change options, as below :

LoginGraceTime 2m
PermitRootLogin no
MaxAuthTries 3

LoginGraceTime which option is used to give a time limit of user logins, so please change these options according to your wishes.

PermitRootLogin is no option to allow the root user can login to ssh or not to give yes or no value on the options tersebut.sebaiknya give no value, so that users can not loginas root into your ssh.

MaxAuthTries 3 to give the limit on the number of errors allowed when the user logs in,this is very useful to avoid attackers do brute force on the server anda.dimana usersonly allowed to make a mistake typing the password in accordance with that alreadyset on the options.

If you want only certain users who may log into your ssh add AllowUsers option at the end of the line followed by a distinguished user name in the allowed login.

otherwise, you can install software, denyhost, for your ssh security

NB:do not enable the root user, for ssh login

Similarly, a fairly simple tutorial .. hopefully this can be useful.

Best Regards
Saydul Akram
Email : idulk@opensuse.org

updated permissions handling in 11.4

November 24th, 2010 by

In addition to supporting file system capabilities (fate#307254) I’ve also updated the permissions handling in 11.4 slightly.

There have been complaints that every SuSEconfig run also calls SuSEconfig.permissions which leads to changed file permissions at unexpected times. Therefore I’ve modified SuSEconfig.permissions to only actually set permissions when called explicitly (ie SuSEconfig –module permissions). When called by a generic SuSEconfig run SuSEconfig.permissions now only shows files with wrong permissions but doesn’t actually fix them anymore.

Since packages that have files with special permission handling do call SuSEconfig.permissions explicitly via %run_permissions in %post the change above alone isn’t sufficient to avoid surprises. Therefore I’ve introduced the new macro %set_permissions. This macro expects file names as arguments. Only permissions of those files are adjusted then. To notify packagers of that new method an rpmlint check now issues an informal message if %run_permissions is used.

On-Access virus scanning on openSUSE 11.3

September 14th, 2010 by

One of the most useful deployment scenario for Linux in enterprise or educational environment is a fileserver with on access virus scanning, to serve Windows PCs on the network of course. Long ago there used to be samba-vscan that worked very nicely, it went missing in openSUSE 11.2 so dazuko kernel module worked in its place. On 11.3 dazuko is no longer available, enter dazukofs.

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Encrypt your files quick n’ dirty

April 23rd, 2010 by

Encrypt a file can be useful when we want to keep sensitive information but do not trust the site is being stored.

GnuPG allows to quickly and easily create encrypted files without the use of public keys or complicated procedures, just run the following at a Linux terminal:

$ gpg -c test.txt _
Enter Password:
Repeat Password:
$ _

After you have run the command gpg -c, this will leave intact the original file and create another file called “test.gpg” in the same directory. This second file is the place where you want to prune without fear that information may be disclosed. You can then proceed to remove the original if needed.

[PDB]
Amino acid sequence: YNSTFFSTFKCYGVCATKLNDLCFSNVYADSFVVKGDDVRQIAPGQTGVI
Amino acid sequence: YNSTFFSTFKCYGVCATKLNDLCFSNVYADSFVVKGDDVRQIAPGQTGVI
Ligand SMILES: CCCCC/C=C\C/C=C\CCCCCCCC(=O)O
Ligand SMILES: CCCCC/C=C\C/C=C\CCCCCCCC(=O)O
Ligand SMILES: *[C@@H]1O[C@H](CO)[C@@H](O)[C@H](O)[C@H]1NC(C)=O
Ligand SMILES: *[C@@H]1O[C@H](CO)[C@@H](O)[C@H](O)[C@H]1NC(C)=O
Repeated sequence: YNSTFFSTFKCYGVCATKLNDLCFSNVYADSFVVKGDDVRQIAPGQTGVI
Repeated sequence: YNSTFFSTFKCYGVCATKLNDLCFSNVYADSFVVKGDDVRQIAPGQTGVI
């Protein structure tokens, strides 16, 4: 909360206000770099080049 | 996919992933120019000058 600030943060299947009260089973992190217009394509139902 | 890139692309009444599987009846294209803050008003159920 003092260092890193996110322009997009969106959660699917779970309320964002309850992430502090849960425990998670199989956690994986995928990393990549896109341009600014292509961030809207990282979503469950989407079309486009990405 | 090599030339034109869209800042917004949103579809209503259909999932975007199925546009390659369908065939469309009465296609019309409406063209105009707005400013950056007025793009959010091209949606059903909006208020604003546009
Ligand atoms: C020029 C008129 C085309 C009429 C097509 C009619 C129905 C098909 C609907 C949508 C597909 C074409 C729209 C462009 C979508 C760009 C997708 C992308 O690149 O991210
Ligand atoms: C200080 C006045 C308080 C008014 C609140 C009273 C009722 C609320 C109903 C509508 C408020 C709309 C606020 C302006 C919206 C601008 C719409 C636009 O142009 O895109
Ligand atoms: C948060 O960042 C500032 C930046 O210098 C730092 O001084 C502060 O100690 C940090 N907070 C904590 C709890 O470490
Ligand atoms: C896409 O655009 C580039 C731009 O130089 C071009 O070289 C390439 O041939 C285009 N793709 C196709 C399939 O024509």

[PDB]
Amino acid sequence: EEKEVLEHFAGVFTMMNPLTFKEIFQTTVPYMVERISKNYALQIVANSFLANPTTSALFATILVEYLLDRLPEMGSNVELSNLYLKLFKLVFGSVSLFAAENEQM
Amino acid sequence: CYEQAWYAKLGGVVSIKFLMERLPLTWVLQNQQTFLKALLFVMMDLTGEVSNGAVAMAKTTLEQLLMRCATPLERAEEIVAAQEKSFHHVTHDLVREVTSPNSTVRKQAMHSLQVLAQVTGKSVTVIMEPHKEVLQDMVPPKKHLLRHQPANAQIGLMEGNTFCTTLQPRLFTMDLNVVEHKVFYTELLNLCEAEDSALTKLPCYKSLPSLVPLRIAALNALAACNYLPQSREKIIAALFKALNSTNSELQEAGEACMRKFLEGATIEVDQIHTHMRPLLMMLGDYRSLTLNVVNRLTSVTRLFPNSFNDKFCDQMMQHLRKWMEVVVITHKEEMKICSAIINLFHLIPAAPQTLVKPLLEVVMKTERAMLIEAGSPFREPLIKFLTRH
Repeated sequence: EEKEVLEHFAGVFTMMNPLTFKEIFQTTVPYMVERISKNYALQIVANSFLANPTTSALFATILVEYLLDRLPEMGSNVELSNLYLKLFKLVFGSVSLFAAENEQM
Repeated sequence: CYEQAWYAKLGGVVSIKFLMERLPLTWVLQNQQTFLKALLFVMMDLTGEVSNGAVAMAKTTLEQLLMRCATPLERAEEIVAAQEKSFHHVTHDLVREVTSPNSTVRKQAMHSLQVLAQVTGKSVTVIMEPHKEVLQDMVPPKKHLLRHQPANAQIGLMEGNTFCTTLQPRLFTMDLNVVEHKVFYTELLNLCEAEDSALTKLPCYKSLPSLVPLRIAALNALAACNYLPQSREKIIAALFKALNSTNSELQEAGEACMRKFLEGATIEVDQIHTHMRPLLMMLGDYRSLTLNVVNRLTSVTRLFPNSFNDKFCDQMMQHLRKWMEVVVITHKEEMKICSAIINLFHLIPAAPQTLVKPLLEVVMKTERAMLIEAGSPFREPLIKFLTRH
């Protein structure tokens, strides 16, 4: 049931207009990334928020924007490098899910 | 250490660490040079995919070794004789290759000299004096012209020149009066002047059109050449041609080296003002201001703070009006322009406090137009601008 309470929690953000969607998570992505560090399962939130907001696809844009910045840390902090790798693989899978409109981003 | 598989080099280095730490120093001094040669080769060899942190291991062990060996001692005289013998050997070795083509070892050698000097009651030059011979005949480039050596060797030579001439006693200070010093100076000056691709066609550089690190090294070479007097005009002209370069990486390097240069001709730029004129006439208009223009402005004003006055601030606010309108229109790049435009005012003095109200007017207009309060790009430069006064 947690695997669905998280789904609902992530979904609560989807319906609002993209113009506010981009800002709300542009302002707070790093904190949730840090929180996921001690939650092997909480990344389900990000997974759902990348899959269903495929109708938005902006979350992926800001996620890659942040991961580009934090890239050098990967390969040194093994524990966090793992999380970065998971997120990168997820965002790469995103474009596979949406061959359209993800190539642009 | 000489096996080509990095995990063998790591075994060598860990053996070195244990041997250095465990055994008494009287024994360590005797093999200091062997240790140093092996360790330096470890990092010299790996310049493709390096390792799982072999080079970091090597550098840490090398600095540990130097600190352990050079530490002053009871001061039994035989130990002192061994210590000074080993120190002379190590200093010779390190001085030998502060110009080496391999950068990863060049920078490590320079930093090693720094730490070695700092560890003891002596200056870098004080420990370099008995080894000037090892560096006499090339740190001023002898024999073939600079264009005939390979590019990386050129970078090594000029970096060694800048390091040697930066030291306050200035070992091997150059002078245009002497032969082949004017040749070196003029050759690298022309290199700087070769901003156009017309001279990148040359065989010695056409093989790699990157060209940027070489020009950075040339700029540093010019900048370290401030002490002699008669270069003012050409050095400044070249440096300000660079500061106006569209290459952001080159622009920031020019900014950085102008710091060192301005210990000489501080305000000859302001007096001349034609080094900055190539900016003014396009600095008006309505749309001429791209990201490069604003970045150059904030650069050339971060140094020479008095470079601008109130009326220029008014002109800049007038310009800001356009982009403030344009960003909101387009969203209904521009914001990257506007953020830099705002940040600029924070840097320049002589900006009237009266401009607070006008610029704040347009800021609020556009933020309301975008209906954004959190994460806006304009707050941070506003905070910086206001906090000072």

To retrieve the contents of the file, perform the following process on the encrypted file:

$ gpg  test.gpg _
Enter Password:
Repeat Password:
$ _

GnuPG will automatically detect that it is an encrypted file, and request the key that first used.

Hope its useful ūüėČ

Check your WPA2 Enterprise setup

April 20th, 2010 by

Do you have to enter user name and password to establish a link with
your wireless network? If so chances are good that WPA2 Enterprise
with EAP-TTLS or PEAP are used. Sounds familiar? Better check your
setup then. An attacker might easily impersonate your access point
and steal your password if the client you are using isn’t configured
properly.
You are likely vulnerable if you’ve disabled certificate checks
or you’ve checked some button to use a public CA but didn’t specify
any “Subject” or “Common Name” that has to match. NetworkManager for
example doesn’t even allow to enter the latter.
Read more in the paper I’ve written.

Tip: transparent editing of gpg encrypted files with vim

January 29th, 2010 by

If you are vim user and also use gpg to encrypt stuff, you might appreciate that you can teach vim to transparently open gpg encrypted files with vim gnupg plugin. Just install vim-plugin-gnupg from Contrib repository:

# zypper install vim-plugin-gnupg

Also, you should add following two lines to your .bashrc to make the plugin work properly:
GPG_TTY=`tty`
export GPG_TTY

Then, if you tell vim to open gpg encrypted file, it will ask for passphrase, transparently decrypts it and after you make changes, it will encrypt the file again.

Tip: Using KWallet or GNOME Keyring with Subversion

January 15th, 2010 by

Subversion stores all its configuration and passwords under the ~/.subversion/ directory. Wouldn’t it be cool to have your passwords in KWallet or GNOME Keyring? Recently I found out, it is pretty simple.